politics

Can a State Restrict Voting and LGBTQ+ Rights and Still Be a Top State for Business?

Mikala Compton/ | Reuters
  • Diversity, equity and inclusion issues such as voting rights, LGBTQ adoption and legal protections for transgender youth are pitting companies — and organizations like Major League Baseball and the NCAA — against states.
  • The states contend that they are inclusive, and many are still attracting companies and workers.
  • CNBC’s “America’s Top States for Business” study is placing added emphasis on inclusion this year.

Red states that claim to be upholding traditional values are upending some traditional alliances between conservatives and corporate America.

They could also upend the competitiveness of some perennial leaders in the battle between the states for business and jobs. One measure of that landscape — CNBC's annual America's Top States for Business study — is paying special attention to inclusiveness this year as companies become increasingly vocal about diversity, equity and inclusion.

After Georgia passed a sweeping election reform bill earlier this year over the objections of major employers including Delta Airlines and Coca-Cola, Major League Baseball pulled its 2021 All-Star game out of Atlanta, moving it to Denver.

When Texas considered its own restrictive voting bill in May, 50 Texas companies including HP and American Airlines, and more than 180 business leaders, signed letters opposing the bill.

"Voter suppression is a stain on our reputation that could cost our region millions of dollars," the business leaders' letter said.

Transgender targeting

Texas was also among dozens of states to consider bills aimed at transgender people — and particularly transgender youth.

Undeterred by threats from the NCAA to move events from states that bar transgender women and girls from competing in in college and high school sports, Texas Republicans introduced just such a measure.

Lawmakers also considered a bill that would criminalize gender affirming medical treatments like puberty blockers, designating such health care as child abuse. That drew the ire of 49 companies and organizations including Texas-based Southwest Airlines and Dell Technologies, which signed an open letter in protest. 

"We are concerned to see a resurgence of efforts to exclude transgender youth from full participation in their communities, to criminalize or ban best-practice medical care that is proven to save lives, or to exclude LGBTQ people in a variety of other settings, including accessing healthcare, filling a prescription, or seeking legal representation," the letter said.

The Texas transgender bills failed in the regular legislative session that ended on May 31, and Democrats managed to derail the voting bill by staging a dramatic, last-minute walkout. But Republicans still say it was the most conservative session in history, passing laws to expand gun rights and restrict abortion. And the other bills could be back in a special session later this year. 

The Managing Director of Texas Competes, which claims to represent some 1,500 companies, says that is bad for business.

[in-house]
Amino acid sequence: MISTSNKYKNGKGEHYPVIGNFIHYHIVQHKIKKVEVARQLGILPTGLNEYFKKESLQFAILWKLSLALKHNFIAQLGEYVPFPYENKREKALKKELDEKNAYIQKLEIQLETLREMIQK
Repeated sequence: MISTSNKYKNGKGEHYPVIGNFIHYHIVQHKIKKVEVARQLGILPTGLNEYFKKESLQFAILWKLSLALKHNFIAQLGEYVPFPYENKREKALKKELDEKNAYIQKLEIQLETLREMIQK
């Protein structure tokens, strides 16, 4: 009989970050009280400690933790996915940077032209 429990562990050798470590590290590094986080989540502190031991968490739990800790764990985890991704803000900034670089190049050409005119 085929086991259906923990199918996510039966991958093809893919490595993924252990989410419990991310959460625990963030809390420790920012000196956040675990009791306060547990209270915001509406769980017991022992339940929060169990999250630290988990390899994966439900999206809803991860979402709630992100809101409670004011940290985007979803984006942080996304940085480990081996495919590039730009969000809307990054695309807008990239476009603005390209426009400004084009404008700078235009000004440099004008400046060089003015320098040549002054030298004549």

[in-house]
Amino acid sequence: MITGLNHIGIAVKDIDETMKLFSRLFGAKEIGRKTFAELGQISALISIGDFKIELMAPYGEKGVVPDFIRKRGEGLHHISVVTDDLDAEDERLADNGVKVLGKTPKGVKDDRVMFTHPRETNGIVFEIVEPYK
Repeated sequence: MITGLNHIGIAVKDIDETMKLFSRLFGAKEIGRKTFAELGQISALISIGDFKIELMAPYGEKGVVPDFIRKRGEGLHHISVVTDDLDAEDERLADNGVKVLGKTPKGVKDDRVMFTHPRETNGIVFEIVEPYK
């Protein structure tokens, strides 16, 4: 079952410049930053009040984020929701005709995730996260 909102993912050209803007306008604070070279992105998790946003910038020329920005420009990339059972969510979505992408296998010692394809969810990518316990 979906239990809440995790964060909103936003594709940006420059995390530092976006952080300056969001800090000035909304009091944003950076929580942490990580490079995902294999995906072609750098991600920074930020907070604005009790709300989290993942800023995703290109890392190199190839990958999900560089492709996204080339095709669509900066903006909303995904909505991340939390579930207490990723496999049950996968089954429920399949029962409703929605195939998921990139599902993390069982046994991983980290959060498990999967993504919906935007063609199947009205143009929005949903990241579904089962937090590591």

"What does this say about Texas to the world when we're trying to be competitive for talent and tourism?" Jessica Shortall told CNBC.

Texas Gov. Greg Abbott said he is not worried about companies leaving the state, despite their public rhetoric.

"When I talk to both the CEOs, as well as business leaders who are coming here, they are coming here to escape the laws and the rules and regulations of these other states," Abbott told CNBC in an interview.

Small business perspective

For some business leaders in Texas, the battle over the legislation is intensely personal.

They include Amber Briggle, who owns a successful massage therapy business in Denton, north of Dallas.

She and her husband moved to Texas twelve years ago and consider it home.

"I'm a small business owner," she said. "We're established."

But she said if they knew then what they know today, they would not have moved here.

"I don't feel good living in Texas in general," she said.

Her 13-year-old son Max is transgender. Had the ban on gender-affirming care become law, Briggle and her husband would have faced prosecution.

"It's terrifying to think that all the things that we have done as Max's parents to help him become the young man that he is, could somehow land us in prison," she said.

But Briggle said the potential implications extend far beyond her and her family.

"We're looking at large corporations bringing in people from across the country. Are they going to feel comfortable moving to the state? That also diminishes my ability to hire people too," she said. "If they're not moving to the state, I've got a smaller pool of applicants to choose from. It's just a hole. It just ripples everywhere."

But the president and CEO of the state's largest business organization said the state is having no trouble attracting workers or companies.

"To me, the best measurement of how inclusive and welcoming a state is, is by the population trends," said Glen Hamer of the Texas Association of Business. "The Texas economy is continuing to produce new jobs, bringing new businesses and bringing the biggest iconic business icons in the world to the state."

Indeed, according to U.S. Census Bureau data analyzed by CNBC, Texas gained more than 212,000 college-educated adults moving to the state in 2019 — the most recent data available — while only about 128,000 moved out. As a percentage of the state's adult population, that is one of the best migration rates in the nation.

If the conservative push in Texas is supposed to be scaring away companies and workers, that does not seem to have happened yet.

 

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